Reflections

2017 in Review

2017 has been an okay year. Just okay. Not the 100% fearless year I was hoping for, however I had some phenomenal opportunities to learn and grow thanks to some fantastic friends. One big thing I learned is that being fearless isn’t a heroic feeling, sometimes it feels like the worst thing ever because I’m doing what’s right, not what’s easy.

Where I Was (December 2016)

  • I was getting more involved in presenting around California and the rest of the country. It is always fun to travel and meet new people!
  • I was contemplating where I want to be in 5 and 10 years. (Spoiler: I still don’t have an answer…)
  • You can read more about where I was a year ago in my 2016 in Review post.

Where I Am (January – December 2017)

  • In January I transformed the old lab desks in my classroom into whiteboard desks. My students love using their desks to diagram science concepts and provide feedback.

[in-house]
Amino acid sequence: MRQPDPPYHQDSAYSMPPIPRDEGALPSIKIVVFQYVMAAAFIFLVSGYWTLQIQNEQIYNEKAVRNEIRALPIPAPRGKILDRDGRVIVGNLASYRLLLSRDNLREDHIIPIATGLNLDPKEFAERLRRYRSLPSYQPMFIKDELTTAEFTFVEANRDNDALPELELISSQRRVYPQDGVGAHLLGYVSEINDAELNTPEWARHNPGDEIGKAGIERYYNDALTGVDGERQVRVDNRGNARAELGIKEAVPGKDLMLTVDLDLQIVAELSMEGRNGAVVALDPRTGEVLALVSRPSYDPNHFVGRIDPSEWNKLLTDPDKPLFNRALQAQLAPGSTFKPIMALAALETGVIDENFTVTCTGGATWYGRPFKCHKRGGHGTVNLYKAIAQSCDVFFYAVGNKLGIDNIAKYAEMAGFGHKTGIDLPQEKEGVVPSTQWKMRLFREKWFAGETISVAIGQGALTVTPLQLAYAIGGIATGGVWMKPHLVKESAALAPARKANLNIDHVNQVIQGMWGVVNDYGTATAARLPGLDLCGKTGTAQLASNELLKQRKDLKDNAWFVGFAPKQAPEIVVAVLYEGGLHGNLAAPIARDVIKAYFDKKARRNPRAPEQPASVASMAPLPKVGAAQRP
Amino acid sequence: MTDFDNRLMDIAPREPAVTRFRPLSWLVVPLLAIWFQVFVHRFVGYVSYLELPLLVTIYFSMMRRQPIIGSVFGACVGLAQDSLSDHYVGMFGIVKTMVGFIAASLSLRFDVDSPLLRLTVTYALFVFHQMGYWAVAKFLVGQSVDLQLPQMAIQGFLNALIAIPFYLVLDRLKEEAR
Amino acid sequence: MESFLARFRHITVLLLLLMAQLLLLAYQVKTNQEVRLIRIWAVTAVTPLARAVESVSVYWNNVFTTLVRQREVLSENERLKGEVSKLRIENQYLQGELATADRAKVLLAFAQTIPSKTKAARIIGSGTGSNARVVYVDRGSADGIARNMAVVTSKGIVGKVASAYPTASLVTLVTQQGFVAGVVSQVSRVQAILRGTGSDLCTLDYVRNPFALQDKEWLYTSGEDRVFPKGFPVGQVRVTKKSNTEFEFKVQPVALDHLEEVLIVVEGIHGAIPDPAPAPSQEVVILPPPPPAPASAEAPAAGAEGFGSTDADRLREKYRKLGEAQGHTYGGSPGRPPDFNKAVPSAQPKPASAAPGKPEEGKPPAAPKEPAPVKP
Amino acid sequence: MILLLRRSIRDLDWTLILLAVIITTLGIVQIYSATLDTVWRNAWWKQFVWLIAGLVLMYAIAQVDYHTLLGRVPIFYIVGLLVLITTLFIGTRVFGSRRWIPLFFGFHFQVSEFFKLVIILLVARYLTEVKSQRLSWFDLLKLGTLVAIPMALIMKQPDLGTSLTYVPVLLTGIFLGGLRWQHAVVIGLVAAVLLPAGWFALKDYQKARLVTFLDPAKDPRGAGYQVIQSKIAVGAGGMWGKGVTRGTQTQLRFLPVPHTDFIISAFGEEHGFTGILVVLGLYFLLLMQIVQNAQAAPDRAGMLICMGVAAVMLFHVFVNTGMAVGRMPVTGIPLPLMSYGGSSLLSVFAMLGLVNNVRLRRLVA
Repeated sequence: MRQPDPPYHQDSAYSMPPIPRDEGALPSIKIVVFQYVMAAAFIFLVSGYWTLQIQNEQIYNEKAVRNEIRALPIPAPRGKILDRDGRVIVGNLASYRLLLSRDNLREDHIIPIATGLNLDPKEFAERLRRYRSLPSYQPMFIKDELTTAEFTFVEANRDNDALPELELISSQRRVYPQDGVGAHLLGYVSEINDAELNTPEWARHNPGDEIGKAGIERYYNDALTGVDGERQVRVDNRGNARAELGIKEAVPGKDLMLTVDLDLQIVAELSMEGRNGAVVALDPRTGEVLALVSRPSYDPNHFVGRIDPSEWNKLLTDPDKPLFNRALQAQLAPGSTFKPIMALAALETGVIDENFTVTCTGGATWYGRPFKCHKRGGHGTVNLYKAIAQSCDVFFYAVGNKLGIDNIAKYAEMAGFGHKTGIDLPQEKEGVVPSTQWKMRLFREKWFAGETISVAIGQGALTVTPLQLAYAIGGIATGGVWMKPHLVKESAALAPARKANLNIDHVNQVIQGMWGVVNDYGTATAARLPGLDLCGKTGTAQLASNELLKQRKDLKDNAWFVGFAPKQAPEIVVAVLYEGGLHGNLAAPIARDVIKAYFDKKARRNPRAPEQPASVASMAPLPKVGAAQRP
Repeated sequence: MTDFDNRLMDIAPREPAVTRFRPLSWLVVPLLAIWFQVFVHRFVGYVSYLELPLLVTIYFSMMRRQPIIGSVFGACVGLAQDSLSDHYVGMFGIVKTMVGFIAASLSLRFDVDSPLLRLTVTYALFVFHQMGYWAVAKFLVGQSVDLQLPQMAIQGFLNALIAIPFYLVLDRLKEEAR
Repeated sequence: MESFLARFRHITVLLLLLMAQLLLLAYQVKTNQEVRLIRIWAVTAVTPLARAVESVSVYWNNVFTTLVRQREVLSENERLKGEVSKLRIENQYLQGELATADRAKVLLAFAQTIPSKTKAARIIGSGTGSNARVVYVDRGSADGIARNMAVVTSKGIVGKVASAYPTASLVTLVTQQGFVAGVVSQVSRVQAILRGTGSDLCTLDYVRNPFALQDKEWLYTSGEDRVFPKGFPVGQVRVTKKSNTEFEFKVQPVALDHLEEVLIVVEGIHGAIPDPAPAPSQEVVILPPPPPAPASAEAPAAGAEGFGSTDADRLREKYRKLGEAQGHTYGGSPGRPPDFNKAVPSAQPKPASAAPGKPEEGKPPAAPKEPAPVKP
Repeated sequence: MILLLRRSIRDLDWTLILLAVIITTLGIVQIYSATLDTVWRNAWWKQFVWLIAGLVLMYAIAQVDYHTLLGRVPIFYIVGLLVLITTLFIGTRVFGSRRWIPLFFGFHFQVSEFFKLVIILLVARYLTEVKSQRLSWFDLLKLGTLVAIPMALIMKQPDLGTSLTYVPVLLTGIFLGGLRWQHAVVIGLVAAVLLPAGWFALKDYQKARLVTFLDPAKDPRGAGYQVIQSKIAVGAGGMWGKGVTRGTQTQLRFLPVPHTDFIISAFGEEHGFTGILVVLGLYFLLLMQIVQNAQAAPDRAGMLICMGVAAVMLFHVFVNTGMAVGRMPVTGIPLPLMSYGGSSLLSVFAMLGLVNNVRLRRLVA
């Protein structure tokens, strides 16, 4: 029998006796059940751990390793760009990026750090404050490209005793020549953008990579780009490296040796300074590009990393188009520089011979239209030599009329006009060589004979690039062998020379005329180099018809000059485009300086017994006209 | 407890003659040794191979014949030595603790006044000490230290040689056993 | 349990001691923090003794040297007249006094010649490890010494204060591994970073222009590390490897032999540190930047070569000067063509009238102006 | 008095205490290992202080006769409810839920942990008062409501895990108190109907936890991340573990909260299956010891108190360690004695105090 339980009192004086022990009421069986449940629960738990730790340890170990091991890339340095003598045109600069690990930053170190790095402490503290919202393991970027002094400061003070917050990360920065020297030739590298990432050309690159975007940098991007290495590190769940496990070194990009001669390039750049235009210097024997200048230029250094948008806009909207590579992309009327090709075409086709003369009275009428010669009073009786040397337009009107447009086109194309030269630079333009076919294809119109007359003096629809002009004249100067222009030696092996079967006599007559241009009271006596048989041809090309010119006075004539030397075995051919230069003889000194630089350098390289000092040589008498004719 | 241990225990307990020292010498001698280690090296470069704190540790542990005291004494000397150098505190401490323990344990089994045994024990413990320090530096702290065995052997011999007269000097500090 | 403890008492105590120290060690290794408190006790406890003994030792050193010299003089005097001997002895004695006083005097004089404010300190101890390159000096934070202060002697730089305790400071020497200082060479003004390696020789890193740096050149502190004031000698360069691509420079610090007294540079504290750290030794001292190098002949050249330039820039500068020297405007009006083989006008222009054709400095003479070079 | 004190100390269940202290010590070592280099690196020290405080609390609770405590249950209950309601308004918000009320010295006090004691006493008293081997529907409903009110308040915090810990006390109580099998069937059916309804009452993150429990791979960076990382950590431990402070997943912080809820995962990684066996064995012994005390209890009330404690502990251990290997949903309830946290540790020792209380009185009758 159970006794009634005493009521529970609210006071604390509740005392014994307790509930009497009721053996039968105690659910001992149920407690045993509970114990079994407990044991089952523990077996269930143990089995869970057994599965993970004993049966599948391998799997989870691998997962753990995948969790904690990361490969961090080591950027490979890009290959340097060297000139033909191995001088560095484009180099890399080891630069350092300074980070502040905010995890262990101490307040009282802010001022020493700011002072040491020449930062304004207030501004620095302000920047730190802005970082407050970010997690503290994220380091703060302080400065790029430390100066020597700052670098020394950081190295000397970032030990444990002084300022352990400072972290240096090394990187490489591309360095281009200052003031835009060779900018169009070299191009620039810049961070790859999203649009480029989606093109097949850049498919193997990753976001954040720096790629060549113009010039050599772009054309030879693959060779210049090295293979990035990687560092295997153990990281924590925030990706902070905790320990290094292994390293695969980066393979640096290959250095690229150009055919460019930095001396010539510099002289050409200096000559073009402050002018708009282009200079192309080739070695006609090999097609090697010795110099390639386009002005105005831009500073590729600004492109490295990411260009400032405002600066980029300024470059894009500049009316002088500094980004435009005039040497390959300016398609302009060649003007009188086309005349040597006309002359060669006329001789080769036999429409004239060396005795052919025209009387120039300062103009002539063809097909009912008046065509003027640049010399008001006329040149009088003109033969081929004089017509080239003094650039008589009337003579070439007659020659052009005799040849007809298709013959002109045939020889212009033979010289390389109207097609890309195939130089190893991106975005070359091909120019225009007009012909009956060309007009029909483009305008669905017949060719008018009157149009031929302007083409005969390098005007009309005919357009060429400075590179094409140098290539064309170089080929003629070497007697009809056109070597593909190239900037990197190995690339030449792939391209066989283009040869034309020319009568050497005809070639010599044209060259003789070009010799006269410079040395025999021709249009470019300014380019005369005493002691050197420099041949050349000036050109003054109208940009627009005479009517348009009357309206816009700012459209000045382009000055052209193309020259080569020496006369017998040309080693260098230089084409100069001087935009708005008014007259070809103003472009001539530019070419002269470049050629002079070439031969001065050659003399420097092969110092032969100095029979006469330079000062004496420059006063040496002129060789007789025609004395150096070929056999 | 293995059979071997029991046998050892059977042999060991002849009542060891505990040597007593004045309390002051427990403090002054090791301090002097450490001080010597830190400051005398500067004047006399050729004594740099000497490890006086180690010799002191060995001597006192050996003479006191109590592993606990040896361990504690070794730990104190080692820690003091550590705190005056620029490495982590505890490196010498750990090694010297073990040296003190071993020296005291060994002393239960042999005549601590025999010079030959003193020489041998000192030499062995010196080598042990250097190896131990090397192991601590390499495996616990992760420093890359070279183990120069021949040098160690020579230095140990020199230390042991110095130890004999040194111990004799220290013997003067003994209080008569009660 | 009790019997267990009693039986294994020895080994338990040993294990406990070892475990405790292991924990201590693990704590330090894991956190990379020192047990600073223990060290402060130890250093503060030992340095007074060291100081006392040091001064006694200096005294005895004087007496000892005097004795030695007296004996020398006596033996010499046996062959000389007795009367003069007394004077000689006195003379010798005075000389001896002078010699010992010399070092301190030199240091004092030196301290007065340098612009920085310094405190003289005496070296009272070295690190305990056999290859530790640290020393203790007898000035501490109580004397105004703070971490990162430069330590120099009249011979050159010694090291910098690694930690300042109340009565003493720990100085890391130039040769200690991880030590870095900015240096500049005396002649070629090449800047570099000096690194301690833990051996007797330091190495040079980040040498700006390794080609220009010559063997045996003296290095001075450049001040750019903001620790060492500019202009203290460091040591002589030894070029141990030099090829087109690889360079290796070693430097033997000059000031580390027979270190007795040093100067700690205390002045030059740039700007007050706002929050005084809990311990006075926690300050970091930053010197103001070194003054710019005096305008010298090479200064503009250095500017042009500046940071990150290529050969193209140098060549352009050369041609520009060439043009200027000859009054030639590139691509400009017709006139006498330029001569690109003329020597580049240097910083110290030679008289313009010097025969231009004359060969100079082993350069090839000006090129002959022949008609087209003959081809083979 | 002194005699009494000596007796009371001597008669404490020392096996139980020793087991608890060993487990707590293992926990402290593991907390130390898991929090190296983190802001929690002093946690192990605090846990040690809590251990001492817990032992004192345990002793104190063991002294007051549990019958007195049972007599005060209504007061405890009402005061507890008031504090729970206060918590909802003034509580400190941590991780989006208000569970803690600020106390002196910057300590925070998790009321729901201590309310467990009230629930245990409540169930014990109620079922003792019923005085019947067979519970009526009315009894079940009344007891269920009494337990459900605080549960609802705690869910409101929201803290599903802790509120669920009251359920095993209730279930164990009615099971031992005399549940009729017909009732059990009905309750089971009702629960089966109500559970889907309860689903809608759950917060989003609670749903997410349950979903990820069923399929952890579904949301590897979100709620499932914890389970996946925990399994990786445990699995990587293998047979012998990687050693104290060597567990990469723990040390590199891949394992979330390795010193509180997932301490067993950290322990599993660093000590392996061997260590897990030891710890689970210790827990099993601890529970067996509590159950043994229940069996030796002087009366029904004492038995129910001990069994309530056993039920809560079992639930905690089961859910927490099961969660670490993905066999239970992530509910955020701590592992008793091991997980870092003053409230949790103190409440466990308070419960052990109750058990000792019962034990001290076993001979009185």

• I started Virtual Vikings, a monthly BathroomPD newsletter for my school–it has been a huge hit!
  • I got closer to fantastic individuals, Meagan Kelly and Aubrey Yeh. I can confidently say these two push me beyond where I think I can go, and are constantly sources of real and honest conversations. They’ve taught me to dig deep and address how I’m feeling, why I’m feeling that way, and take a step back before making a decision.
  • In March I was awarded CUE’s Emerging Teacher of the Year and in June I was honored with an ISTE Emerging Leader award. Both of these are humbling, especially knowing there are many other deserving individuals. I am grateful that someone took the time to nominate me.

    maricue
    Receiving my 2017 CUE Emerging Teacher of the Year award
  • In July, Fueled by Coffee and Love: Real Stories by Real Teachers was published (buy yourself a copy on Amazon here!). I loved collecting stories from teachers all over the world, and sharing them with you all. (Volume 2 to be published in 2018!)